I stumbled across an interesting phenomenon today. I was under the impression that relations were always evaluated from top to bottom, in their entirety. A simple example seems to show that this is not always true:
A = 0
IF A == 0 B = 1 ENDIF
With these statements, both 'A' and 'B' will remain locked, as expected.
Now add one more statement to the bottom:
A = 0 IF A == 0 B = 1 ENDIF A = 1
Suddenly 'B' becomes unlocked and changeable.
What was even more surprising was that entering a different value for 'B' and then running "Verify Relations" one time did not change 'B' back to "1.0000". It took a second "Verify Relations" pass to get it to snap back to the intended value.
If the relations are being fully processed each time "Verify Relations" is pressed (or the model is regenerated), it should never be possible to have 'B' left at anything other than "1.0000". Frankly, 'B' should never unlock either since 'A' should always be "0" every time the relations are evaluated.
Just to make sure I wasn't going crazy, I went back and tested this in Wildfire 5 and the behavior was the same. What do you think? Is this the correct behavior or is something wacky going on here? Should it take two regenerations (or two separate "Verify Relations" commands) to get 'B' back to "1.0000"?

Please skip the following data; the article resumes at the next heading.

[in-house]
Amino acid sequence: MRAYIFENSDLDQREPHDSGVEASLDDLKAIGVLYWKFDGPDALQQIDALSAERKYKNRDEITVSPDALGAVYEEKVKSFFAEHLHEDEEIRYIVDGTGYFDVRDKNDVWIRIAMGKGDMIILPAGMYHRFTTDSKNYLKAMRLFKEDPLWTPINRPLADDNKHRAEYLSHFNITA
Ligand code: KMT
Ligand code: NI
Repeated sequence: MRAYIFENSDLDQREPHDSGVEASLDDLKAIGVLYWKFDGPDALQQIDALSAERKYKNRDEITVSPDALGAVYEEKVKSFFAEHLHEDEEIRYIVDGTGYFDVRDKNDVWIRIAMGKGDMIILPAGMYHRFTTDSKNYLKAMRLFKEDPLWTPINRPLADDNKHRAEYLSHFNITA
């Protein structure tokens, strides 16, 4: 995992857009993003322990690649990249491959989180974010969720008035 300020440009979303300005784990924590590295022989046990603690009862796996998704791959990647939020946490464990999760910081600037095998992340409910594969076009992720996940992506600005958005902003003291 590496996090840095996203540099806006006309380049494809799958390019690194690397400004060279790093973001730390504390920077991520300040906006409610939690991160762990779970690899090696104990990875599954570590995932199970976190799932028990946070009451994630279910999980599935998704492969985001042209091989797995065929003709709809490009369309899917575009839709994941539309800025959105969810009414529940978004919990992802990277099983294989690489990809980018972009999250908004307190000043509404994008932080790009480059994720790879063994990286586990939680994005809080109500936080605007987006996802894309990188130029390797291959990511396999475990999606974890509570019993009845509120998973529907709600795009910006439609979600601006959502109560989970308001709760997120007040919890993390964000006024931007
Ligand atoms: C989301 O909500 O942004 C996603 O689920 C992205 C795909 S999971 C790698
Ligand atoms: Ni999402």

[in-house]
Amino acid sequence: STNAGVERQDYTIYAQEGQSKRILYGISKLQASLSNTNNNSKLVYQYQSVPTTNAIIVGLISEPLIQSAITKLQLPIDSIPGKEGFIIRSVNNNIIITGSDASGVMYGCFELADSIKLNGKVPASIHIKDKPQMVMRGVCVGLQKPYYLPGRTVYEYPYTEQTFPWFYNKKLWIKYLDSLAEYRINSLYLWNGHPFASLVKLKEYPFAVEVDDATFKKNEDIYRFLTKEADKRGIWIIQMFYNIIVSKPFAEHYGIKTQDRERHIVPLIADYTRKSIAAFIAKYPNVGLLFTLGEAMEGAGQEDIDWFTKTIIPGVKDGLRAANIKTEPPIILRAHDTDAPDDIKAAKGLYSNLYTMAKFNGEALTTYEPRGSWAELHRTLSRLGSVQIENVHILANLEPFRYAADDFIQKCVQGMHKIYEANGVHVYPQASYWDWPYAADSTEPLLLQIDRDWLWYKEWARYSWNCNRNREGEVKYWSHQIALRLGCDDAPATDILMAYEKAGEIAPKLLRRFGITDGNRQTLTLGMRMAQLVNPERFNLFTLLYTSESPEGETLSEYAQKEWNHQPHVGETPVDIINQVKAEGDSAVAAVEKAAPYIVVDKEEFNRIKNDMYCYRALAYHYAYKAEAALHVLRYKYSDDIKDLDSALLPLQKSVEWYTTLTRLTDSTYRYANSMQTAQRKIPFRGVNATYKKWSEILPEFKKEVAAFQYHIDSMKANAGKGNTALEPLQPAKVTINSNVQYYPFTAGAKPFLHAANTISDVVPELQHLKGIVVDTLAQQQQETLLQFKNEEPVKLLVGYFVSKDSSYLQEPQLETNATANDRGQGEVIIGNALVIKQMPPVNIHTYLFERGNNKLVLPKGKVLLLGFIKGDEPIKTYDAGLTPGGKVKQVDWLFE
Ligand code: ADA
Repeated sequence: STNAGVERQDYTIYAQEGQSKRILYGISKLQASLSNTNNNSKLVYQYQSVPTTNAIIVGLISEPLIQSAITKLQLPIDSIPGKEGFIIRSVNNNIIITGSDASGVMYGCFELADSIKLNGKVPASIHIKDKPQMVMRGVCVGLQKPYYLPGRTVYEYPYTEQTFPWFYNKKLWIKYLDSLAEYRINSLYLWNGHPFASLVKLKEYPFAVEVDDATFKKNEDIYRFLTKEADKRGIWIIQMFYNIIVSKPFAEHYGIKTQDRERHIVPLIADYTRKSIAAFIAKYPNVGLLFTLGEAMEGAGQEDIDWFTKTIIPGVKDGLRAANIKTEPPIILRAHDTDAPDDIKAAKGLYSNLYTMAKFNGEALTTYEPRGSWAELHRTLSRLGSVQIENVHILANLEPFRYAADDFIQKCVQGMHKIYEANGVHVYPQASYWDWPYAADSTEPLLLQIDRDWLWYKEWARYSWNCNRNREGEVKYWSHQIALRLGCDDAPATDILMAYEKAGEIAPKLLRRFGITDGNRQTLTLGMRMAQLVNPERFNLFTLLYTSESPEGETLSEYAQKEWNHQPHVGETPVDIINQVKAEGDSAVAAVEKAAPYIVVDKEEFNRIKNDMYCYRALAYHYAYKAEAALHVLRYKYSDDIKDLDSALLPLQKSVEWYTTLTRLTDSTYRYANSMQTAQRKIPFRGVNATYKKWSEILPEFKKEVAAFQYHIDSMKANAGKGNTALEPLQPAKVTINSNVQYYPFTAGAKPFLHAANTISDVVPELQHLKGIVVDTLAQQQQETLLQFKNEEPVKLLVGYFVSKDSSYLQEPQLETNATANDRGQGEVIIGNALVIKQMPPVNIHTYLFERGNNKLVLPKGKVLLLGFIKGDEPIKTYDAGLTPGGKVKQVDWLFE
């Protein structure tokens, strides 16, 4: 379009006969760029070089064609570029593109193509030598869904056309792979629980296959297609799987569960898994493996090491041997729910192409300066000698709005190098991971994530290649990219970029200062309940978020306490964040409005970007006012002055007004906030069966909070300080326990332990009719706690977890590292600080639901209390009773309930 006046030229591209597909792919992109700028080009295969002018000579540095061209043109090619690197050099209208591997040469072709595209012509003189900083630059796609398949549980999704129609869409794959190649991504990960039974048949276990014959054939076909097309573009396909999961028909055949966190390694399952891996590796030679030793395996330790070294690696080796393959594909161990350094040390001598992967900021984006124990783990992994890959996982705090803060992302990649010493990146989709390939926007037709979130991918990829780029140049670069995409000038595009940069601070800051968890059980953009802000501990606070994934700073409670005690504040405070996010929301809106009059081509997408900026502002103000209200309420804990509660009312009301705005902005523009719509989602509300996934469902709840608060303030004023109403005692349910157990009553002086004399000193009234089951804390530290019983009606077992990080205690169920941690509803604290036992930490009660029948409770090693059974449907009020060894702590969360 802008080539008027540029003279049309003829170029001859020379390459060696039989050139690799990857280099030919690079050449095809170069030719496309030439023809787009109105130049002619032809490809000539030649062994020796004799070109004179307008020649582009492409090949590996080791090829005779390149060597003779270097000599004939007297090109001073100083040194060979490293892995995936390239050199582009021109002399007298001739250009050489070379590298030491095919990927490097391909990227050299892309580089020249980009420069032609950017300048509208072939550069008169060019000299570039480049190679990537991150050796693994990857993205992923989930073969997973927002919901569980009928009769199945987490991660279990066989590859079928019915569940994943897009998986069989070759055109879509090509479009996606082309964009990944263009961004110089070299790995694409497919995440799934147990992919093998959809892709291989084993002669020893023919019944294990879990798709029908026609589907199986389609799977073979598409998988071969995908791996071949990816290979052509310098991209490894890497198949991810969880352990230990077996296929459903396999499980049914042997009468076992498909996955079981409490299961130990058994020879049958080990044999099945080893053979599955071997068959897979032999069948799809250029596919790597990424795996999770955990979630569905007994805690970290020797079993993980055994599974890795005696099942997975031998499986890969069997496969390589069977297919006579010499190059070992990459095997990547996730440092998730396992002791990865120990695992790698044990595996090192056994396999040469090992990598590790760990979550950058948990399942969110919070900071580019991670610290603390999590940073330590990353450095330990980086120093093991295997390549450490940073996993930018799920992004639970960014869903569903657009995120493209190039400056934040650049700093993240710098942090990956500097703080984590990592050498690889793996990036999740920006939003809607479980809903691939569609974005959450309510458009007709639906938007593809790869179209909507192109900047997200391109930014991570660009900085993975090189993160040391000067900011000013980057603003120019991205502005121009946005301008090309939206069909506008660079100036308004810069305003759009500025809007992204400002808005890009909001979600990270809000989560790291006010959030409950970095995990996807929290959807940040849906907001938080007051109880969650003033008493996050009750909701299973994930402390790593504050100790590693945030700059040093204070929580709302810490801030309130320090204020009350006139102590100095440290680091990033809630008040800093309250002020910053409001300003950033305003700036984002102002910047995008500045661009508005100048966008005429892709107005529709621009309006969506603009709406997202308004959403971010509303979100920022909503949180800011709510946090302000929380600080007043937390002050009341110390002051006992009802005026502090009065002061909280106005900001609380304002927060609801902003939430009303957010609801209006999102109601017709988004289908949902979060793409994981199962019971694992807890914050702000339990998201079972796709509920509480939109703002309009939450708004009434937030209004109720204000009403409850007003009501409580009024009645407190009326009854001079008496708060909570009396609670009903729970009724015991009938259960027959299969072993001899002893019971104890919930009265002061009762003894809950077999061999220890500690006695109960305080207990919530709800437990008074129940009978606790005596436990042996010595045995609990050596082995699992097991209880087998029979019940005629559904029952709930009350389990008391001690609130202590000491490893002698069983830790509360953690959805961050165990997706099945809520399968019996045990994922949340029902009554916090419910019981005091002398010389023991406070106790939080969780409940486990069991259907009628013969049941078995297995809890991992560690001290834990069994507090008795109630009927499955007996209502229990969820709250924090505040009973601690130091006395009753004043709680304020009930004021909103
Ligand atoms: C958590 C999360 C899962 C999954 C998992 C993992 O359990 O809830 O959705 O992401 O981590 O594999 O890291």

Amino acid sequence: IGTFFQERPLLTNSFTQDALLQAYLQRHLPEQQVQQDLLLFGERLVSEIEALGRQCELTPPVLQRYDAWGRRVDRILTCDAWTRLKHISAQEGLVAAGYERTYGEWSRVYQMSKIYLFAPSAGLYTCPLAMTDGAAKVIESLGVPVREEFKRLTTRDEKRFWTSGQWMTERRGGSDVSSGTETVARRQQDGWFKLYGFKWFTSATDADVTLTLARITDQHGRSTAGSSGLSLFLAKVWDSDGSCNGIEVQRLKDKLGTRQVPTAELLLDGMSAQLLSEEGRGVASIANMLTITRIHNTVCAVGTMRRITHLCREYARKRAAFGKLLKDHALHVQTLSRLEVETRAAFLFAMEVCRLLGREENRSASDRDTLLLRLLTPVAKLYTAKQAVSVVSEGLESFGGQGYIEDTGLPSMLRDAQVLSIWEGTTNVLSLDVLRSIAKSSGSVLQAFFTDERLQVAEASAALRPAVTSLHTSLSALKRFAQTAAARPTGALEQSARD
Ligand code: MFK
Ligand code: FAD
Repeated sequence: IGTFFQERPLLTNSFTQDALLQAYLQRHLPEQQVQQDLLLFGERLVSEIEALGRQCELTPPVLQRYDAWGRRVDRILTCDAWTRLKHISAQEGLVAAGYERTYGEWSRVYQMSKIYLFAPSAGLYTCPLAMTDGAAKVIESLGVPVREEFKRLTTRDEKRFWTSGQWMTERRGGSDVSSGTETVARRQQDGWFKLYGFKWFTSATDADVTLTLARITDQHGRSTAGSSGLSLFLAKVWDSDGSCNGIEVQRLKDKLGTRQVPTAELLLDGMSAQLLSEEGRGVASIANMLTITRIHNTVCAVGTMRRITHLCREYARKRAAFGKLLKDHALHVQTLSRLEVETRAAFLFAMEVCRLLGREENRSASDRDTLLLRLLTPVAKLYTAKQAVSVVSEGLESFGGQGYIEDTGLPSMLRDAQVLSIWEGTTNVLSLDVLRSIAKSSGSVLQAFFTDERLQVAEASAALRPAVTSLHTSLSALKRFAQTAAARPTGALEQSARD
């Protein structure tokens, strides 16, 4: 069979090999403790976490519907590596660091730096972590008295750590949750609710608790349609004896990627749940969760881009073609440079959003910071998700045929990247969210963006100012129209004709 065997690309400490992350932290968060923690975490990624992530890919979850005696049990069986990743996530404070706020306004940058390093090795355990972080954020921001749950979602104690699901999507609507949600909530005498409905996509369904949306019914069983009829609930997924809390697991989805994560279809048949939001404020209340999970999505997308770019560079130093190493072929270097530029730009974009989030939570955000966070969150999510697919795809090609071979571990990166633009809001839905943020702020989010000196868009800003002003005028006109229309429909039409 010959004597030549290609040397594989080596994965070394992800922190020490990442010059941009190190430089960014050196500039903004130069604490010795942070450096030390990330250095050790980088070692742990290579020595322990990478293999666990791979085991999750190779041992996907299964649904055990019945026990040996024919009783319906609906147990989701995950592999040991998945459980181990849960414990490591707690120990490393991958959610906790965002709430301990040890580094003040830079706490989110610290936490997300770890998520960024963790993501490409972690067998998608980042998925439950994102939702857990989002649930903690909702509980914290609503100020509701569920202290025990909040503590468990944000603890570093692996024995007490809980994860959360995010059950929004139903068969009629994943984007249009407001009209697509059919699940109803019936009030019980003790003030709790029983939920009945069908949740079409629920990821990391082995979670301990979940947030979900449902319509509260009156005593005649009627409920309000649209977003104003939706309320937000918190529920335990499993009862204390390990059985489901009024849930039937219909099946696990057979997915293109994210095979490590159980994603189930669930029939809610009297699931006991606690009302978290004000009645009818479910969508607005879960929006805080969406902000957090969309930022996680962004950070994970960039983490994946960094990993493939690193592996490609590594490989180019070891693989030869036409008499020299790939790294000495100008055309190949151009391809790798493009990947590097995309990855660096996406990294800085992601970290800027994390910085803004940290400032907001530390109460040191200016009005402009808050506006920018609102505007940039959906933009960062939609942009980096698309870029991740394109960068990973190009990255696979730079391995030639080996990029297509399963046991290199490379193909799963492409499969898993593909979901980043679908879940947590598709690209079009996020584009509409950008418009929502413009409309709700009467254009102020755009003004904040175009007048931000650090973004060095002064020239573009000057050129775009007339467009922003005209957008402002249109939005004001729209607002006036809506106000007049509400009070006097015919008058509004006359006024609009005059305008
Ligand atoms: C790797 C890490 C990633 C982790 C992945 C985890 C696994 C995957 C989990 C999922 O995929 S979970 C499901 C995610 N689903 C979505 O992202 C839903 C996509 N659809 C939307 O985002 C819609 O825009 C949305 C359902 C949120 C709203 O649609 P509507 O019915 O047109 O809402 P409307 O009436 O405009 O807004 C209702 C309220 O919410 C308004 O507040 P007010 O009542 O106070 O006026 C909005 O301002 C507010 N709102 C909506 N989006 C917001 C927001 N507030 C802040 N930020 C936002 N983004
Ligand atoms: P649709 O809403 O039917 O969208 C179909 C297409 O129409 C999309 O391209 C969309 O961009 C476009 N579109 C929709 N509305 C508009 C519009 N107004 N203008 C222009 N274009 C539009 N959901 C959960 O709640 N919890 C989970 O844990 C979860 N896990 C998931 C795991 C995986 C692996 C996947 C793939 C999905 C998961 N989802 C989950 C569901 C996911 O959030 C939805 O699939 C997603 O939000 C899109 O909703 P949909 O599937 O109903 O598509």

I struggle to think of a reason for wanting this behavior. Out of sequence evaluation requires a lot of effort and I don't see why it would be applied to relations. I think it's a bug that replaced another bug.
They need to run a search against the coders who worked on this and their resumes. Look closely at any code where someone has significant background in Haskell or Forth.
(I'm kidding, just kidding. But if an hour long YouTube tutorial on what a Monad is is still unclear I don't understand how anyone learns it.)